University administrators in another state reportedly agreed to a deal that enabled a 330-guest room hotel to be built on university property. Hotel owners agreed to lease the land and paid close to $6 million upfront. The state Attorney General filed a formal complaint after learning that the deal included a clause allowing the hotel owners to pay $1 million annually as rent in lieu of property taxes. Anyone facing similar construction problems in California may want to follow this case.
The president of the university in question issued statement saying that the Attorney General’s allegations that the hotel project is nothing short of a tax evasion scheme are baseless and easily discredited. Another university representative stated that the school is not involved in any way in the construction of the hotel, which continues at this time and has been unaffected by the legal proceedings. The agreement to build the hotel was signed in 2016, and its doors are scheduled to open in 2023.
State Supreme Court affirmed lower court rulings
The Arizona State Supreme Court reviewed the case between Arizona State University, the Omni Hotel and Attorney General Mark Brnovich, affirming two lower-court rulings that stated that the land where the hotel is being built is tax-exempt property. The court unanimously ruled, however, that one aspect of the case – whether the deal benefitted the University or the state of Arizona — may be reheard in tax court. The Attorney General says the primary goal of his case is to protect taxpayers from having their hard-earned dollars used in private business dealings.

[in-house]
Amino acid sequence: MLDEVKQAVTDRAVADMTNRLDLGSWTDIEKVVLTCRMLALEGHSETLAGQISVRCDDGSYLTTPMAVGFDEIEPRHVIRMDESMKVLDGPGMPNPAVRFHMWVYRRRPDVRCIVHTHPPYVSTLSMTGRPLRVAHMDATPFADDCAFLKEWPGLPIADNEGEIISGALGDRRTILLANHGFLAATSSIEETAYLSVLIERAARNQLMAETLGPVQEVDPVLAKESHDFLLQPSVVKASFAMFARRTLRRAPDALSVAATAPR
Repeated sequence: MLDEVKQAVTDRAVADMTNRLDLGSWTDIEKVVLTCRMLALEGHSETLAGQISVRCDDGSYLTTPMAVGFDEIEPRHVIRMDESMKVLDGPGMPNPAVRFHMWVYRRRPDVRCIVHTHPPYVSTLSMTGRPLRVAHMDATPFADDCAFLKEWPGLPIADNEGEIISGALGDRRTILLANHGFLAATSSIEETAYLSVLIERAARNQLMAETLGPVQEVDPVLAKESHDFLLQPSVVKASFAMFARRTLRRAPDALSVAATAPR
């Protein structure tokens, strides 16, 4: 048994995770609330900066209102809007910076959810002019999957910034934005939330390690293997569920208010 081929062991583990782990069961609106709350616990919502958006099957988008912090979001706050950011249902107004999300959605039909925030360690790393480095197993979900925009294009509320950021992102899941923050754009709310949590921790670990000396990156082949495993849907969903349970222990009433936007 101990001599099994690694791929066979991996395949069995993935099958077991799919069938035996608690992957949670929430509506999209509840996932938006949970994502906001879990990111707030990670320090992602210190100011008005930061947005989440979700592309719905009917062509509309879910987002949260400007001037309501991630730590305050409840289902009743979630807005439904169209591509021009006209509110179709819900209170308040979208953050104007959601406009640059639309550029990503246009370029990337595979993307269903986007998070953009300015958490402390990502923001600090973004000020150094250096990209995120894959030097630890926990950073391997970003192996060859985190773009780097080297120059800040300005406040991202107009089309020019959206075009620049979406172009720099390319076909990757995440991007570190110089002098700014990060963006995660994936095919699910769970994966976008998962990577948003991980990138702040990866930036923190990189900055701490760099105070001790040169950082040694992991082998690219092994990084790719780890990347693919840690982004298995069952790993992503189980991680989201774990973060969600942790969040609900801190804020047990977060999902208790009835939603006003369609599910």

Construction litigation support is often the key to a fair solution
In California, Arizona or elsewhere, construction litigation is often complex. It pays to have someone well-versed in construction laws and building codes thoroughly review a contract in conjunction with any regulations or state laws that apply to a particular project. Time will tell what the result of the tax court hearings will be in Arizona. In the meantime, builders continue to work while ongoing issues are addressed in court.